The second search was reasonable even though plaintiffs were kept under constant guard after the first search. Aronson learned after the first search that a prison official discovered a key while searching one of the other inmates. Whether Aronson knew to search for a key the first time is not decisive. Here, prison officials determined that the grave threat posed by the circulation of a manufactured handcuff key necessitated a second search of the plaintiffs. Our reluctance to second guess the defendants' determination that the situation necessitated a second strip search conforms with the Supreme Court's directive that federal courts defer to "the judgment of experienced prison administrators, especially those involving internal prison security," as is the case here. Colon v. Schneider, 899 F.2d 660, 667 (7th Cir. 1990).

Plaintiffs also argue that the search was unreasonable because it was conducted within the view of other inmates. There is some dispute as to whether other inmates could actually see the plaintiffs during the strip search. Although the location where the search took place is a factor in determining its reasonableness, even when viewing the record in the light most favorable to the plaintiffs, the searches were reasonable. Bell, 441 U.S. at 559. The defendants explained that the searches were conducted in the shower area, rather than in a private cell in order to limit the inmate's opportunity to discard the key and later retrieve it by providing him with less places to secret the key. Moreover, the fact that other inmates of the same sex might have witnessed the strip search does not outweigh the legitimate security reasons for conducting the search.

CCI's policy that all prisoners confined to the DS-2 unit for disciplinary reasons submit to a visual cavity search before entering the DS-2 unit is also reasonable under the fourth amendment.1  Many courts, including this one, have previously upheld the validity of routine, non-random visual cavity searches of prisoners. See Campbell, 787 F.2d at 228 (routine visual cavity searches of inmates both before and after using the prison library was justified); Rickman v. Avaniti, 854 F.2d 327, 328 (9th Cir. 1988) (visual cavity searches of administrative segregation prisoners every time they leave their cell held constitutional); Goff v. Nix, 803 F.2d 358, 364-65 (8th Cir. 1986) (court held that prison policy subjecting prisoners to a visual cavity search before leaving maximum security unit was reasonable).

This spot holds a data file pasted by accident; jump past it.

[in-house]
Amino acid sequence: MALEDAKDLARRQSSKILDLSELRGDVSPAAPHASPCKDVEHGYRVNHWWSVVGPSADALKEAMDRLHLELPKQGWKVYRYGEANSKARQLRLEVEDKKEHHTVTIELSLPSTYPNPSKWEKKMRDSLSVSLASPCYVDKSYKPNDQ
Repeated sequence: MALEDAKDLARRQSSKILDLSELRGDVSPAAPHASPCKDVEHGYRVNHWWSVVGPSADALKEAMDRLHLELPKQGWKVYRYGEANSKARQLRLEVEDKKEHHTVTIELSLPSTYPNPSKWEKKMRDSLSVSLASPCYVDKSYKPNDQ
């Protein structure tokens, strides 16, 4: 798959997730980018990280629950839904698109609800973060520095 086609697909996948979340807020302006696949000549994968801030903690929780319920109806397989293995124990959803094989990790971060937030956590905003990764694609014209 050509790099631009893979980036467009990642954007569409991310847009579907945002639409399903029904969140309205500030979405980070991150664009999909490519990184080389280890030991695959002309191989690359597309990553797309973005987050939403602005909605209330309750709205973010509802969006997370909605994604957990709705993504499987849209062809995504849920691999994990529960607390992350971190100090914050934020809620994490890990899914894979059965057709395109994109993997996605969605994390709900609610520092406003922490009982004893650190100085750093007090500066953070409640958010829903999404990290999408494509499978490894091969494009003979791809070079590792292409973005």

The scope of CCI's mandatory search policy is limited. The searches are conducted on convicted prisoners placed on DS-2 unit for disciplinary reasons. The DS-2 unit is a high-security unit housing inmates with disciplinary and violence problems. Officer Schneider explained in his affidavit that the searches are conducted to maintain prison safety by preventing inmates from smuggling contraband and weapons into the DS-2 unit. Maintaining prison security is a legitimate objective for the prison. See Bell, 441 U.S. at 557; Colon, 899 F.2d at 669. Inmate attempts to secret weapons or contraband on their person are well documented. Bell, 441 U.S. at 559; see also Goff, 803 F.2d at 363 (discussing inmate attempts to secret weapons on their person). Finally, these searches are no more intrusive then the searches upheld in Bell, 441 U.S. at 560, as they are visual, and do not involve touching.

The searches of the plaintiffs pursuant to CCI's policy were reasonable even though the plaintiffs remained under constant supervision after the first search. The policy is mandatory unless an inmate is placed on the DS-2 unit for non-disciplinary reasons, which was not the case here. Officer Schneider testified that the policy is mandatory to maximize its efficiency by eliminating officer discretion. Moreover, despite the plaintiffs' supervision, there is the possibility that a prison employee might give a prisoner a weapon to smuggle into the DS-2 unit. See Arruda v. Fair, 710 F.2d 886, 888 (1st. Cir. 1983) (recognizing prison employee involvement in weapons smuggling).